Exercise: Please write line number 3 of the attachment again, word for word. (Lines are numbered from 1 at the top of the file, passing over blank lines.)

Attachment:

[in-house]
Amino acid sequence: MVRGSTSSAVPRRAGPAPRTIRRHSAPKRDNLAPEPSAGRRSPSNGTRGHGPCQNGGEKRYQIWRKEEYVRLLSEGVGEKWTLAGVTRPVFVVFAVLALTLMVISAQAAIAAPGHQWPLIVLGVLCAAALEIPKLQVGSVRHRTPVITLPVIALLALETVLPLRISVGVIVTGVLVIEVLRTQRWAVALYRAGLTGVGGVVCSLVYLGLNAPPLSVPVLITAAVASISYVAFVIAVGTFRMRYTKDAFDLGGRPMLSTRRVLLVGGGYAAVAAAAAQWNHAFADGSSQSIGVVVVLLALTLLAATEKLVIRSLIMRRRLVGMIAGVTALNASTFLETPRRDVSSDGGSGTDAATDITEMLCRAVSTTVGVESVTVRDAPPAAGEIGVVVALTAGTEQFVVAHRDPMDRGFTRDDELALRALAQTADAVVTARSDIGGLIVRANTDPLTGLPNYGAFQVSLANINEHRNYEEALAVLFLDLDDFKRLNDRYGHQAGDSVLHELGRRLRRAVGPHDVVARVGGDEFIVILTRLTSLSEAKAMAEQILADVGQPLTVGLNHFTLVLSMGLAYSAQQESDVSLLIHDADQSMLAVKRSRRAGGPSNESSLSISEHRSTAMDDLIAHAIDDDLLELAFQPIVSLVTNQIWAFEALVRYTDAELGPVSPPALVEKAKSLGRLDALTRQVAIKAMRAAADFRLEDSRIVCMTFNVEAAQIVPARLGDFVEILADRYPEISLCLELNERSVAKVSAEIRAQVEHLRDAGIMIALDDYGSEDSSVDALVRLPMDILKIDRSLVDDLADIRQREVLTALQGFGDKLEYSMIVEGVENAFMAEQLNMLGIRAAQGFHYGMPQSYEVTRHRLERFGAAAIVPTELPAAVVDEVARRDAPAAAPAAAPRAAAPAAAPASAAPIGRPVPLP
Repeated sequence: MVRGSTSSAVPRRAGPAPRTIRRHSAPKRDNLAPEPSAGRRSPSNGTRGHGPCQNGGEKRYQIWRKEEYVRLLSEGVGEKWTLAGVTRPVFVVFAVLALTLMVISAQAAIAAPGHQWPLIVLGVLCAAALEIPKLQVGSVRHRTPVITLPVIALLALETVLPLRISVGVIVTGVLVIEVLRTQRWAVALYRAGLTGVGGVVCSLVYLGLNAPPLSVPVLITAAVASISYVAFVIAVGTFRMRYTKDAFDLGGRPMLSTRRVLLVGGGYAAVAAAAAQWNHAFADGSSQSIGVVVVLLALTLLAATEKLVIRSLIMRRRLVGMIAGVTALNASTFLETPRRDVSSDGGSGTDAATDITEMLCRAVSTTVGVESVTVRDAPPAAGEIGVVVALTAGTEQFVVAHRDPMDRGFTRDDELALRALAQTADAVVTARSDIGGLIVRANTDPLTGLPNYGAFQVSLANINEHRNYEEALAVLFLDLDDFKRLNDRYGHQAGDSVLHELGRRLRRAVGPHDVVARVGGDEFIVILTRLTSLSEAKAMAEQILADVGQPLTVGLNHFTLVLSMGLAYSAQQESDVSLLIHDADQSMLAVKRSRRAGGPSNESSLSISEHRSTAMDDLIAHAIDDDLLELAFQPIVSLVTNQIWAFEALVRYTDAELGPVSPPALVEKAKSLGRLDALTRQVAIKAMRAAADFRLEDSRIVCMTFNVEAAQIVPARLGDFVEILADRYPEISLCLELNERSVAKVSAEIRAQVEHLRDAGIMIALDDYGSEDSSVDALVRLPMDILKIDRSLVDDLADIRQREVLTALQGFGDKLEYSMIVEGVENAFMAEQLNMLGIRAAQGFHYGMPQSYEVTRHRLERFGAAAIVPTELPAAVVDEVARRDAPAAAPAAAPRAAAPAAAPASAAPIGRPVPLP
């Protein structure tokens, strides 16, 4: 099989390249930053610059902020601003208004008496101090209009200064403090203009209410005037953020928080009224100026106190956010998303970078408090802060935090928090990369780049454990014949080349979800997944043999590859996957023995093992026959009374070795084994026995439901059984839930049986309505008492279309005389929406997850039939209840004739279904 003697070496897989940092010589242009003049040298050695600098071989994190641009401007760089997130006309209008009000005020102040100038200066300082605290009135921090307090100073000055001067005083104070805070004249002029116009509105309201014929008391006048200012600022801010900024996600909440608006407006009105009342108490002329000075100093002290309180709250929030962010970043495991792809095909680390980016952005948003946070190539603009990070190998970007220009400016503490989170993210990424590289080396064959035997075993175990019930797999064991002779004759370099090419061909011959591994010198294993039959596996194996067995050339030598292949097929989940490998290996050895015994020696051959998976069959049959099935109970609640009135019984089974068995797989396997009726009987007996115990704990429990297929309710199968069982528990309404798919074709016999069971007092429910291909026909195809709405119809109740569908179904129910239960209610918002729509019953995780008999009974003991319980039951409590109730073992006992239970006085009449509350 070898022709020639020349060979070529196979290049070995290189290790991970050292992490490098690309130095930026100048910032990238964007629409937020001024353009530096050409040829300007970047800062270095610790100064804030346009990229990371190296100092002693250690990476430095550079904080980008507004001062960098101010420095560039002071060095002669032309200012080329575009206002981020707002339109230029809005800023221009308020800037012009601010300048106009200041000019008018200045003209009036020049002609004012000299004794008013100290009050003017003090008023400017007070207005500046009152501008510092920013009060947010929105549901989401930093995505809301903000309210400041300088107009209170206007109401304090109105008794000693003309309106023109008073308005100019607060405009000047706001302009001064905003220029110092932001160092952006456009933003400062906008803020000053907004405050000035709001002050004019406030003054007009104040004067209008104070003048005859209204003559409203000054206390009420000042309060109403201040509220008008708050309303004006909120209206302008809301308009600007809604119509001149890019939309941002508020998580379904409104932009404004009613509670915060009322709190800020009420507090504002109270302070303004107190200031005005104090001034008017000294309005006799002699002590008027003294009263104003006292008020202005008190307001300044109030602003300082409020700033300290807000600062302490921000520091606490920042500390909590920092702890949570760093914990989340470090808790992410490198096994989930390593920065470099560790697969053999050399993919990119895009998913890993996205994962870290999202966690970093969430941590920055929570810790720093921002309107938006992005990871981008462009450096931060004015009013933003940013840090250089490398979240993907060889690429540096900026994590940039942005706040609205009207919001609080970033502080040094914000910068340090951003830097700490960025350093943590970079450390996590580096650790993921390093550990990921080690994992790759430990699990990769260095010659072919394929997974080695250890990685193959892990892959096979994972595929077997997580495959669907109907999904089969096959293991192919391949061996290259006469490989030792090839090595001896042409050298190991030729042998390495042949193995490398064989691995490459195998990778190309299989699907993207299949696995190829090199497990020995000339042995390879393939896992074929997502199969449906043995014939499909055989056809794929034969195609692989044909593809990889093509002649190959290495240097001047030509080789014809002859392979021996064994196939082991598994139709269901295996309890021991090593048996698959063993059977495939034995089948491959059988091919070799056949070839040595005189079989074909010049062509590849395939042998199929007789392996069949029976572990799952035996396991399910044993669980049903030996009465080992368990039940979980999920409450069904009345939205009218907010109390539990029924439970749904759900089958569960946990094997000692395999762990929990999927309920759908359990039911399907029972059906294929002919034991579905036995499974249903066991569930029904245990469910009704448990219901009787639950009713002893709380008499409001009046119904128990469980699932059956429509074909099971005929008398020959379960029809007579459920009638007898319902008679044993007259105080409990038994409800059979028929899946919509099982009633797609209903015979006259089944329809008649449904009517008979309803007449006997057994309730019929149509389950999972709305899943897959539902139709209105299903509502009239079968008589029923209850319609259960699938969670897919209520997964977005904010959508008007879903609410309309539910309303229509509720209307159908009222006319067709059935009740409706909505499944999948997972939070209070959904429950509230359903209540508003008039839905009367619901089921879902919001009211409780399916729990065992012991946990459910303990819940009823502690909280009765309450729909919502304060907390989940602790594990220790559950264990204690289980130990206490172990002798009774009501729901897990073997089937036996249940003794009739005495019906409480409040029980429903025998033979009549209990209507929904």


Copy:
Repeated sequence: MVRGSTSSAVPRRAGPAPRTIRRHSAPKRDNLAPEPSAGRRSPSNGTRGHGPCQNGGEKRYQIWRKEEYVRLLSEGVGEKWTLAGVTRPVFVVFAVLALTLMVISAQAAIAAPGHQWPLIVLGVLCAAALEIPKLQVGSVRHRTPVITLPVIALLALETVLPLRISVGVIVTGVLVIEVLRTQRWAVALYRAGLTGVGGVVCSLVYLGLNAPPLSVPVLITAAVASISYVAFVIAVGTFRMRYTKDAFDLGGRPMLSTRRVLLVGGGYAAVAAAAAQWNHAFADGSSQSIGVVVVLLALTLLAATEKLVIRSLIMRRRLVGMIAGVTALNASTFLETPRRDVSSDGGSGTDAATDITEMLCRAVSTTVGVESVTVRDAPPAAGEIGVVVALTAGTEQFVVAHRDPMDRGFTRDDELALRALAQTADAVVTARSDIGGLIVRANTDPLTGLPNYGAFQVSLANINEHRNYEEALAVLFLDLDDFKRLNDRYGHQAGDSVLHELGRRLRRAVGPHDVVARVGGDEFIVILTRLTSLSEAKAMAEQILADVGQPLTVGLNHFTLVLSMGLAYSAQQESDVSLLIHDADQSMLAVKRSRRAGGPSNESSLSISEHRSTAMDDLIAHAIDDDLLELAFQPIVSLVTNQIWAFEALVRYTDAELGPVSPPALVEKAKSLGRLDALTRQVAIKAMRAAADFRLEDSRIVCMTFNVEAAQIVPARLGDFVEILADRYPEISLCLELNERSVAKVSAEIRAQVEHLRDAGIMIALDDYGSEDSSVDALVRLPMDILKIDRSLVDDLADIRQREVLTALQGFGDKLEYSMIVEGVENAFMAEQLNMLGIRAAQGFHYGMPQSYEVTRHRLERFGAAAIVPTELPAAVVDEVARRDAPAAAPAAAPRAAAPAAAPASAAPIGRPVPLP